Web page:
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What I was taught at school is all about programming languages, software design, but hardly anything about how to automatically build a software, probably with something like unit testing integrated.

Please tell me how do one start learning to set up a build process for his project.

If this is too abstract to make any sense, I would add that I use Python and do web programming with Django.

Thanks in advance.

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    What language? What platform? Apr 11, 2010 at 3:16
  • Better to migrate to programmers.stackexchange.com Sep 4, 2012 at 14:43

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I like a couple of Pragmatic Programmers' books on this subject, Ship it! and Release it!. Together, they teach a lot of real-world, pragmatic stuff about such things as build systems and how to design well-deployable programs.

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  • +1 thanks for those references! Apr 11, 2010 at 3:26
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I think that the process you are referring to is called continuous integration.

One of the popular tools for that is Hudson (see Hudson with django). Make sure to also check out the django-continuous-integration project.

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  • Thanks, Oliver. This is a good start for me.
    – satoru
    Apr 11, 2010 at 9:56
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If you're doing this in Java, you can check out Maven. There are a host of tutorials for it:

All of this falls under the category of Software-Development Principles, Software-Design Philosophy, Software-Configuration Management, and Build and Release Management:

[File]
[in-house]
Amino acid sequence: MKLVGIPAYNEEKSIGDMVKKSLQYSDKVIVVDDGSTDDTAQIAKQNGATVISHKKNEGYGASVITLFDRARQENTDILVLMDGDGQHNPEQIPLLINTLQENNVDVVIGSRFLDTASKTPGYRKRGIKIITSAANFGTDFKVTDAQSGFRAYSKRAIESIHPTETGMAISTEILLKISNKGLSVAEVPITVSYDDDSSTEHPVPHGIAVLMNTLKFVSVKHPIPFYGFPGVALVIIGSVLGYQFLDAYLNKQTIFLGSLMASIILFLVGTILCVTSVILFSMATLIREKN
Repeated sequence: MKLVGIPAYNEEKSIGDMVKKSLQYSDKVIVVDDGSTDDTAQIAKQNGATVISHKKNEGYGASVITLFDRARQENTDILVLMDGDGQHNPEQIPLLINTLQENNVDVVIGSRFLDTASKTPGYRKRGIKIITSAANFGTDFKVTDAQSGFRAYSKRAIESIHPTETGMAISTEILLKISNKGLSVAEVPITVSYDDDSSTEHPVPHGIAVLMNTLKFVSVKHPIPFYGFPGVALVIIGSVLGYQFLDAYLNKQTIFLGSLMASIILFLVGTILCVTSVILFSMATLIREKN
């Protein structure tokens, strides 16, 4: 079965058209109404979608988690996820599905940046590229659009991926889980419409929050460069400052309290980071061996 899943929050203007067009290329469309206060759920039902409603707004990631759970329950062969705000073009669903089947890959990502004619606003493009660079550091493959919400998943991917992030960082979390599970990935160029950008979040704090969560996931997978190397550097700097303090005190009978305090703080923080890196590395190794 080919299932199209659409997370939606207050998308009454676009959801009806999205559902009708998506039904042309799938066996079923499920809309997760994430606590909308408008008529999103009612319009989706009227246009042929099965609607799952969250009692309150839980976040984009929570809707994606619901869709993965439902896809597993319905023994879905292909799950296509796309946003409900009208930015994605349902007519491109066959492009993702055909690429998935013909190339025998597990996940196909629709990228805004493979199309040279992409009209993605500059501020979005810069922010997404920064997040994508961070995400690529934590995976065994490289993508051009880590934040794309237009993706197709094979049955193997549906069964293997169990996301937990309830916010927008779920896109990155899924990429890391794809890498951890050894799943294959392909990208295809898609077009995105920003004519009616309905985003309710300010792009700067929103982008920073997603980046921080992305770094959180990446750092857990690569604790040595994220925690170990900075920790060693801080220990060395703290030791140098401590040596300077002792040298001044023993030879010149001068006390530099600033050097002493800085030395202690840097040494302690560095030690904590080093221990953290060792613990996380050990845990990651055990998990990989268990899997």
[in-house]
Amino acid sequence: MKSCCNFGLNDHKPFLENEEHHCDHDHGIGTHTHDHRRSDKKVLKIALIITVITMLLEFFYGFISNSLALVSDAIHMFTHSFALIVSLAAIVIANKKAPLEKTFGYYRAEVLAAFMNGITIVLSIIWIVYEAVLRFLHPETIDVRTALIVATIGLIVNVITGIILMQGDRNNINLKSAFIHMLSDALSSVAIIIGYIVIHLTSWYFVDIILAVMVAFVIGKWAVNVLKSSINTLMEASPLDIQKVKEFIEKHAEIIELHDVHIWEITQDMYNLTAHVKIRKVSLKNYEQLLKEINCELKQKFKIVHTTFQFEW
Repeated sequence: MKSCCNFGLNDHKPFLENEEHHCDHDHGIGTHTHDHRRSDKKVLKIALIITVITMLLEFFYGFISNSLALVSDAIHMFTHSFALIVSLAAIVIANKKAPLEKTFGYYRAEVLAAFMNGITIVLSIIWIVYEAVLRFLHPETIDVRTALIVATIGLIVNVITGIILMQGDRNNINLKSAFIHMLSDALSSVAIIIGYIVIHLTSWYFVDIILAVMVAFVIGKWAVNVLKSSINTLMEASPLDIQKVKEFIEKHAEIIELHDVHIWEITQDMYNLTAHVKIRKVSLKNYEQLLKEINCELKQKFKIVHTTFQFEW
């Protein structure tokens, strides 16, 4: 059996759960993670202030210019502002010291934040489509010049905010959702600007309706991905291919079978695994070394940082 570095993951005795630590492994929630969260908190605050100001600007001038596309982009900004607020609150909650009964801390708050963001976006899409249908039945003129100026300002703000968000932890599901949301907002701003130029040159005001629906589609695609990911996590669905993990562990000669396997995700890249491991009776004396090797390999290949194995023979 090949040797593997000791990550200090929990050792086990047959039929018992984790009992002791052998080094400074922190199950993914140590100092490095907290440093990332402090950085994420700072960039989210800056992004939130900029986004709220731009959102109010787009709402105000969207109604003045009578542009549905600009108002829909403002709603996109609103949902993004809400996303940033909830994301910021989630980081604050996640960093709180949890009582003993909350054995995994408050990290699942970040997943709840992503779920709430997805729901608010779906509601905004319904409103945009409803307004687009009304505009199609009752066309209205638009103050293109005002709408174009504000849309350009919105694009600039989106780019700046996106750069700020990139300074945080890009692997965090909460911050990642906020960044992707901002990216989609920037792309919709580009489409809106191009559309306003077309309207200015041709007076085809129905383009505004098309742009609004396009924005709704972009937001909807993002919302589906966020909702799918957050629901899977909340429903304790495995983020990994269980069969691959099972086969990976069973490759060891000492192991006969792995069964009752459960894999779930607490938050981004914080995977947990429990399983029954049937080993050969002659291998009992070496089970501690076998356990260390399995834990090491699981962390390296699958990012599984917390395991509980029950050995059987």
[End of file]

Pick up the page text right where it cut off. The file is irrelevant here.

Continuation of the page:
It's a moderately-involved field. After years of programming, I'm still learning and understanding new things about build-management and software-configuration management.

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For Python projects you should use setuptools. Setuptools has all the stuff to pack things up into .eggs, compile C modules, run unit tests, etc... If you've ever done "python setup.py [build|install|test]" then you've used setuptools.

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  • Where can I find resource about how to use setuptools?
    – satoru
    Apr 11, 2010 at 5:58
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While this is certainly not a complete answer to your question, I would like to recommend very highly the learning of the tool 'make'. I find myself using it on a VERY regular basis, for a wide variety of tasks, including (but by no means limited to) building, testing, and deploying software.

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